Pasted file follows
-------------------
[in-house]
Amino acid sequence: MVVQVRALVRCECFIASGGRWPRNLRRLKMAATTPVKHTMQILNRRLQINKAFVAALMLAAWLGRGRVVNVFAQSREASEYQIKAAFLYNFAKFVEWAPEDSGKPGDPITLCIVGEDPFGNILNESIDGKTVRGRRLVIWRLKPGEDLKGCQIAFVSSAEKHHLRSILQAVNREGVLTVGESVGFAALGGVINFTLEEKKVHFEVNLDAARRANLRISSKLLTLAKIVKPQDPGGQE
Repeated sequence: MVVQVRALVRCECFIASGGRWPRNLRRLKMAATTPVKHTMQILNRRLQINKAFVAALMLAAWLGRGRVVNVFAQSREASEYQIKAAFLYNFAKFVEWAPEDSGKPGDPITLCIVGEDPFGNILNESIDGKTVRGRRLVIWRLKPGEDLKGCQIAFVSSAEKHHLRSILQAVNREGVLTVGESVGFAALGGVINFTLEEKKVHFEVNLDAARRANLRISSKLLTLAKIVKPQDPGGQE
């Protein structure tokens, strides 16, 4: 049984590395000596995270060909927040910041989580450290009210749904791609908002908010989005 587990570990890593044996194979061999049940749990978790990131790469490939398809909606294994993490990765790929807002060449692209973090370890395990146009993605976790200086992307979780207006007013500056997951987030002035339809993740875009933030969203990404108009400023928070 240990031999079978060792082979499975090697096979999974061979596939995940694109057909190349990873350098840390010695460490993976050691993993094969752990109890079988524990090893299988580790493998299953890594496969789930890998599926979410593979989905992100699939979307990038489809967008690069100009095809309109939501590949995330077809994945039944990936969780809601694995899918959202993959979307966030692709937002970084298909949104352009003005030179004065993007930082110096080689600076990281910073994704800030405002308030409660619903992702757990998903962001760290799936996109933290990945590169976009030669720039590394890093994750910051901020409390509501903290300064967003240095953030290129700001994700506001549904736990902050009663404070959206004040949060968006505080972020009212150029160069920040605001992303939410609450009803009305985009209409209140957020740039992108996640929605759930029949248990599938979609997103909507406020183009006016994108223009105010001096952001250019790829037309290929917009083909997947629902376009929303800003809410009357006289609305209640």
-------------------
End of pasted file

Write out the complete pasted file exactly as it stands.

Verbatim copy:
[in-house]
Amino acid sequence: MVVQVRALVRCECFIASGGRWPRNLRRLKMAATTPVKHTMQILNRRLQINKAFVAALMLAAWLGRGRVVNVFAQSREASEYQIKAAFLYNFAKFVEWAPEDSGKPGDPITLCIVGEDPFGNILNESIDGKTVRGRRLVIWRLKPGEDLKGCQIAFVSSAEKHHLRSILQAVNREGVLTVGESVGFAALGGVINFTLEEKKVHFEVNLDAARRANLRISSKLLTLAKIVKPQDPGGQE
Repeated sequence: MVVQVRALVRCECFIASGGRWPRNLRRLKMAATTPVKHTMQILNRRLQINKAFVAALMLAAWLGRGRVVNVFAQSREASEYQIKAAFLYNFAKFVEWAPEDSGKPGDPITLCIVGEDPFGNILNESIDGKTVRGRRLVIWRLKPGEDLKGCQIAFVSSAEKHHLRSILQAVNREGVLTVGESVGFAALGGVINFTLEEKKVHFEVNLDAARRANLRISSKLLTLAKIVKPQDPGGQE
């Protein structure tokens, strides 16, 4: 049984590395000596995270060909927040910041989580450290009210749904791609908002908010989005 587990570990890593044996194979061999049940749990978790990131790469490939398809909606294994993490990765790929807002060449692209973090370890395990146009993605976790200086992307979780207006007013500056997951987030002035339809993740875009933030969203990404108009400023928070 240990031999079978060792082979499975090697096979999974061979596939995940694109057909190349990873350098840390010695460490993976050691993993094969752990109890079988524990090893299988580790493998299953890594496969789930890998599926979410593979989905992100699939979307990038489809967008690069100009095809309109939501590949995330077809994945039944990936969780809601694995899918959202993959979307966030692709937002970084298909949104352009003005030179004065993007930082110096080689600076990281910073994704800030405002308030409660619903992702757990998903962001760290799936996109933290990945590169976009030669720039590394890093994750910051901020409390509501903290300064967003240095953030290129700001994700506001549904736990902050009663404070959206004040949060968006505080972020009212150029160069920040605001992303939410609450009803009305985009209409209140957020740039992108996640929605759930029949248990599938979609997103909507406020183009006016994108223009105010001096952001250019790829037309290929917009083909997947629902376009929303800003809410009357006289609305209640």